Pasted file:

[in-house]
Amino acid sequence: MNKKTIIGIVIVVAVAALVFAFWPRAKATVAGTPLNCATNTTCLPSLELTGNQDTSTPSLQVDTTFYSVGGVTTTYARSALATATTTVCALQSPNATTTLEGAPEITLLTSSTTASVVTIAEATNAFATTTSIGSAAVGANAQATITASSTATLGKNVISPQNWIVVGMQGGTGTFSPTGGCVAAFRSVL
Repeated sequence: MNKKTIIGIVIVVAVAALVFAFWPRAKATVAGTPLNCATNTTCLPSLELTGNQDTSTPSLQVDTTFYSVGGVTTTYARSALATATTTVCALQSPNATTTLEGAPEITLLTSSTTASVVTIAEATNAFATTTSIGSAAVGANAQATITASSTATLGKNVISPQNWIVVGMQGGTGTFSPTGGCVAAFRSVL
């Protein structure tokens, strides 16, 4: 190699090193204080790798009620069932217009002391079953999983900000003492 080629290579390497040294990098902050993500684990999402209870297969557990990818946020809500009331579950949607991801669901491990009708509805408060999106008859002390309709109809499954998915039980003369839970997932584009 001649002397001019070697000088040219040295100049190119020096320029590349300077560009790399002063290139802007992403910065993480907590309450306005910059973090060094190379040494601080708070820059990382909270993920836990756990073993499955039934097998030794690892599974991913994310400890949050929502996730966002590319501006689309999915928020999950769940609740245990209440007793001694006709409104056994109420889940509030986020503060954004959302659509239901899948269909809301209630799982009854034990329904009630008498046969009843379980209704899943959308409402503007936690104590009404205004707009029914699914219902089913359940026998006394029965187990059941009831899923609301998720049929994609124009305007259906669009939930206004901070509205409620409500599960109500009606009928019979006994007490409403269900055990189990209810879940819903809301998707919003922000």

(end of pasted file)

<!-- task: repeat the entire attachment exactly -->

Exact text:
[in-house]
Amino acid sequence: MNKKTIIGIVIVVAVAALVFAFWPRAKATVAGTPLNCATNTTCLPSLELTGNQDTSTPSLQVDTTFYSVGGVTTTYARSALATATTTVCALQSPNATTTLEGAPEITLLTSSTTASVVTIAEATNAFATTTSIGSAAVGANAQATITASSTATLGKNVISPQNWIVVGMQGGTGTFSPTGGCVAAFRSVL
Repeated sequence: MNKKTIIGIVIVVAVAALVFAFWPRAKATVAGTPLNCATNTTCLPSLELTGNQDTSTPSLQVDTTFYSVGGVTTTYARSALATATTTVCALQSPNATTTLEGAPEITLLTSSTTASVVTIAEATNAFATTTSIGSAAVGANAQATITASSTATLGKNVISPQNWIVVGMQGGTGTFSPTGGCVAAFRSVL
């Protein structure tokens, strides 16, 4: 190699090193204080790798009620069932217009002391079953999983900000003492 080629290579390497040294990098902050993500684990999402209870297969557990990818946020809500009331579950949607991801669901491990009708509805408060999106008859002390309709109809499954998915039980003369839970997932584009 001649002397001019070697000088040219040295100049190119020096320029590349300077560009790399002063290139802007992403910065993480907590309450306005910059973090060094190379040494601080708070820059990382909270993920836990756990073993499955039934097998030794690892599974991913994310400890949050929502996730966002590319501006689309999915928020999950769940609740245990209440007793001694006709409104056994109420889940509030986020503060954004959302659509239901899948269909809301209630799982009854034990329904009630008498046969009843379980209704899943959308409402503007936690104590009404205004707009029914699914219902089913359940026998006394029965187990059941009831899923609301998720049929994609124009305007259906669009939930206004901070509205409620409500599960109500009606009928019979006994007490409403269900055990189990209810879940819903809301998707919003922000």